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You know that poor dental health leads to serious problems like gingivitis and periodontal disease, but do your patients know the real impact of their bad habits? Their daily soda habit, or cigarette addiction, could lead to expensive and dangerous diseases of the gums, teeth, and mouth.

As a dentist, you know it’s your responsibility to help educate patients on the dangers of gum disease, but it’s not always easy. In this article, we’re going to try and help. Here are facts on gum disease and advice on how to take better care of your gums that you can pass along to your patients.

The Dangers of Gum Disease

Educate your patients on gum disease by giving them the facts. Try to avoid medical jargon, keep it simple, stay positive about courses of action, and always answer questions. Here are a few facts on the dangers of gum disease:

 

  • Plaque is constantly forming on your teeth, even right after cleaning and it is the primary cause of gingivitis.
  • Gingivitis commonly leads to the more dangerous periodontal disease.
  • 80 percent of Americans will be afflicted by periodontal disease (or gum disease) by age 45.
  • Four out of five patients with gum disease are unaware that they have it.
  • If left untreated, gingivitis and gum disease can lead to serious issues like teeth loosening and falling out.
  • However, you can prevent gum disease by maintaining proper home oral care and regular visits to the dentist.

Use these facts in educational materials like blog posts, social media posts, videos, pamphlets or posters but also keep them in mind for your conversations with patients. When someone is in your chair and you’ve noticed signs of gingivitis or irritated gums, bring up proper home oral health tips and hand over a few resources or pamphlets with more information.

Once things progress as far as periodontal disease, education is a lesser priority because you need to act fast to save those teeth. However, these conversations are difficult to have with patients. It is always important to try and educate before issues progress too far. Keep it simple at first, use these five bad dental hygiene habits to help steer patients in the right direction:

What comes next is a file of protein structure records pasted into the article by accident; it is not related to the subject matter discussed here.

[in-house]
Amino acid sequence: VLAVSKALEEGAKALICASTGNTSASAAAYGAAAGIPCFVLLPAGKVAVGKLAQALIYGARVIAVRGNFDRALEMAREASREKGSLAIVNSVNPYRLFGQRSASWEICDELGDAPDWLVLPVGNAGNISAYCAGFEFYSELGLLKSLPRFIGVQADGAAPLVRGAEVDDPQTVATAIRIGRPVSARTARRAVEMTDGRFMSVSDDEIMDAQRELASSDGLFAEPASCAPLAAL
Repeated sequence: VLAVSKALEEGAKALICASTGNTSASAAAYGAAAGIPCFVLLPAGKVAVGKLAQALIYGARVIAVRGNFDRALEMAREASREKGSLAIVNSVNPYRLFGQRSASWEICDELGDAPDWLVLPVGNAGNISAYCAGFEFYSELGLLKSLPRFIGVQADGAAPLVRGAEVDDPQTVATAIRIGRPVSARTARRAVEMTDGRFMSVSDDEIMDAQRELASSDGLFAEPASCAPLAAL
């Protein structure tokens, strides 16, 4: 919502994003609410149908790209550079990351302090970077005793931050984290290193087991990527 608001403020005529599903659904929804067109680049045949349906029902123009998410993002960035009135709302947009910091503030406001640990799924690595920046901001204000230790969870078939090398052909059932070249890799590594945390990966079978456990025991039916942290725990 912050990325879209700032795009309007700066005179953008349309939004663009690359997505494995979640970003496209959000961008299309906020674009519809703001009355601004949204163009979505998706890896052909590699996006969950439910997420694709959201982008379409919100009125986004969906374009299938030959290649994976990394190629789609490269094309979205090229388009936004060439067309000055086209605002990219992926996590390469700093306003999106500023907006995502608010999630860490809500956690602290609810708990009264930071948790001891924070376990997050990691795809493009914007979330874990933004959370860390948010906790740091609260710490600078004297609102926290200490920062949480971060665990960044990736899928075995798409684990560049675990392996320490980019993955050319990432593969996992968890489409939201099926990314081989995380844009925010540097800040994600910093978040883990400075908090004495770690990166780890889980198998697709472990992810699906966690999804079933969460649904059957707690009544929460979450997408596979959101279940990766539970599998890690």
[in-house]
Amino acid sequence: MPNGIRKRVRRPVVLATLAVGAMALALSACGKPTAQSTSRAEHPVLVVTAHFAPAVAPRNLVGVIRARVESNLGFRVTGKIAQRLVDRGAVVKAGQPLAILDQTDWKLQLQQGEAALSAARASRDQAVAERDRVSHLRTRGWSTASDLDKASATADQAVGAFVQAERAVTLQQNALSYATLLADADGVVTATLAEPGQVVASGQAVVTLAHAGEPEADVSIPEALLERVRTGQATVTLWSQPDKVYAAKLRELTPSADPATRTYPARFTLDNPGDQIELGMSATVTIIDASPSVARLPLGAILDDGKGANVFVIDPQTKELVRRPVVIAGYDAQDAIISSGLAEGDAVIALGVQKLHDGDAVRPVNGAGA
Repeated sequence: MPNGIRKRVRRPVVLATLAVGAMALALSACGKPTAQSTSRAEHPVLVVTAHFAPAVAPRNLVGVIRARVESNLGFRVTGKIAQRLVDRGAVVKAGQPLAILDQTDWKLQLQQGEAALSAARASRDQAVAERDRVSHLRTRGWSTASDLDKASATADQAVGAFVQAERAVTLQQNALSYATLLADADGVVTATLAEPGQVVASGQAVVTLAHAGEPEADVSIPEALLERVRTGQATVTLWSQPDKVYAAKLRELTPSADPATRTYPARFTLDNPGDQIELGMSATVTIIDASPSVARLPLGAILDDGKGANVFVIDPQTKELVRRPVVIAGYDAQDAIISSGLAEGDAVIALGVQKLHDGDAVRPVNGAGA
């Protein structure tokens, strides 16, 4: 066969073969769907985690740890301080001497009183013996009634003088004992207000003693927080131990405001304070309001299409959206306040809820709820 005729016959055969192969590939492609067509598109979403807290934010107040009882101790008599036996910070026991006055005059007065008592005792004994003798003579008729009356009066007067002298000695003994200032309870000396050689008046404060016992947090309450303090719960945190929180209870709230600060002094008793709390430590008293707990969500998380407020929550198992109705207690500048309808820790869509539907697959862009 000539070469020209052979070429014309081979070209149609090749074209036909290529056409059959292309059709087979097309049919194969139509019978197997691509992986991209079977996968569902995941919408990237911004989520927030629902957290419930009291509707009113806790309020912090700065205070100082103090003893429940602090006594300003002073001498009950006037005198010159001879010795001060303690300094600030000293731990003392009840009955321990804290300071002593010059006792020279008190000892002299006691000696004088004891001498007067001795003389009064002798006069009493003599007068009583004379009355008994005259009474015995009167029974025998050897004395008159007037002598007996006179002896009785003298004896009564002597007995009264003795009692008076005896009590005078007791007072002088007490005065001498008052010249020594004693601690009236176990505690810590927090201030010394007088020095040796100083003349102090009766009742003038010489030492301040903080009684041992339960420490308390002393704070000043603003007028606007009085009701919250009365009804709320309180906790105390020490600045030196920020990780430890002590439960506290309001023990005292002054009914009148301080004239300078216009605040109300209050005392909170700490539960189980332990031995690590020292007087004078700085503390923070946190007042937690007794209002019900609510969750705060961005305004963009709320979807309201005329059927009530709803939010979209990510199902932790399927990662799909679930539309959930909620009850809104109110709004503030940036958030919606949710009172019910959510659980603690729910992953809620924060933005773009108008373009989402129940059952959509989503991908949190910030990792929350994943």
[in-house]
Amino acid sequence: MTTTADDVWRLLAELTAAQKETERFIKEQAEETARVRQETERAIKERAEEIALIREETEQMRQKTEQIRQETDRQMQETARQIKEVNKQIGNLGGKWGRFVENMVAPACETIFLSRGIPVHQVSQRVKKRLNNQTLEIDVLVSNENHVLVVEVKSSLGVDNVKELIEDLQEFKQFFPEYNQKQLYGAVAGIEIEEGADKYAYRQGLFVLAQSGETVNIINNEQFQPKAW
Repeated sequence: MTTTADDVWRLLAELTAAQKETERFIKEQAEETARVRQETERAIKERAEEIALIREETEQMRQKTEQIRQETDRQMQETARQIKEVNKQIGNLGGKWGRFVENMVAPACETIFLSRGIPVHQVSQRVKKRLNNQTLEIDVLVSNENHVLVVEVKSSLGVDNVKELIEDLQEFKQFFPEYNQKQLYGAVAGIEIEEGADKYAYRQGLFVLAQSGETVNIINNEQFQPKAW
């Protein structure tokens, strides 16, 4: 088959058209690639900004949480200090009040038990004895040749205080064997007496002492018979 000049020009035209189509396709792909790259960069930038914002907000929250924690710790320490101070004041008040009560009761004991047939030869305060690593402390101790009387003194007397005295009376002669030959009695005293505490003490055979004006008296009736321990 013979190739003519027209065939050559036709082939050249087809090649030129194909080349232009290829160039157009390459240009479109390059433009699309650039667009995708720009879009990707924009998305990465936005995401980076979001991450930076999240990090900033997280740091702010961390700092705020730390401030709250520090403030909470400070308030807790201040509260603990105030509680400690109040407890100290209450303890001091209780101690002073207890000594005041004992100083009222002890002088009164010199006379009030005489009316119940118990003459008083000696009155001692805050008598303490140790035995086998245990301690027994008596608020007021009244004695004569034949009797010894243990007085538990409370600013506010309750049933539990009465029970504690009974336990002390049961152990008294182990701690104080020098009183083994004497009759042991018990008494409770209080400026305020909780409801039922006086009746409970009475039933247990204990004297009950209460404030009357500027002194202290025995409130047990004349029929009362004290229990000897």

• Smoking is one of the worst possible habits affecting your health. It causes massive damage to your gums, teeth, and mouth. Not only is it socially awkward to smell like an ashtray, smoking is directly linked to oral cancer and gum disease.
  • While chewing ice won’t cause gum disease, it’s surprisingly bad for your teeth and could chip or break them. Ouch!
  • Brushing harder doesn’t get your teeth cleaner, and those bristles can damage your gums. Take care and brush gently on your gums.
  • Think twice before getting that tongue piercing. Piercings in the tongue, lips, and cheeks can cause infections and damage your fillings.
  • Finally, avoid junk food and soda as much as possible. The occasional treat is okay but acids from the sugar can wear down the enamel on your teeth and cause tooth decay.

Start When They’re Young

The best way to avoid a health issue is with preventative care. In the dental industry, preventative care looks like brushing and flossing at home every day, visiting the dentist regularly, practicing good dental hygiene habits, and teaching patients while they’re young.

77 percent of children in the U.S. receive preventative dental care. However it’s still up to professionals, physicians and dentists, to not only work on health issues, but educate patients to prevent problems in the first place. You can help teach parents proper tooth-brushing techniques for their kids like brushing away from the gums and brushing for at least two minutes to help prevent cavities and gingivitis.

 

Unfortunately, in some cases, periodontal intervention can’t be avoided. When you have to break the bad news to a patient, use these tips to give a positive spin to the conversation.

 


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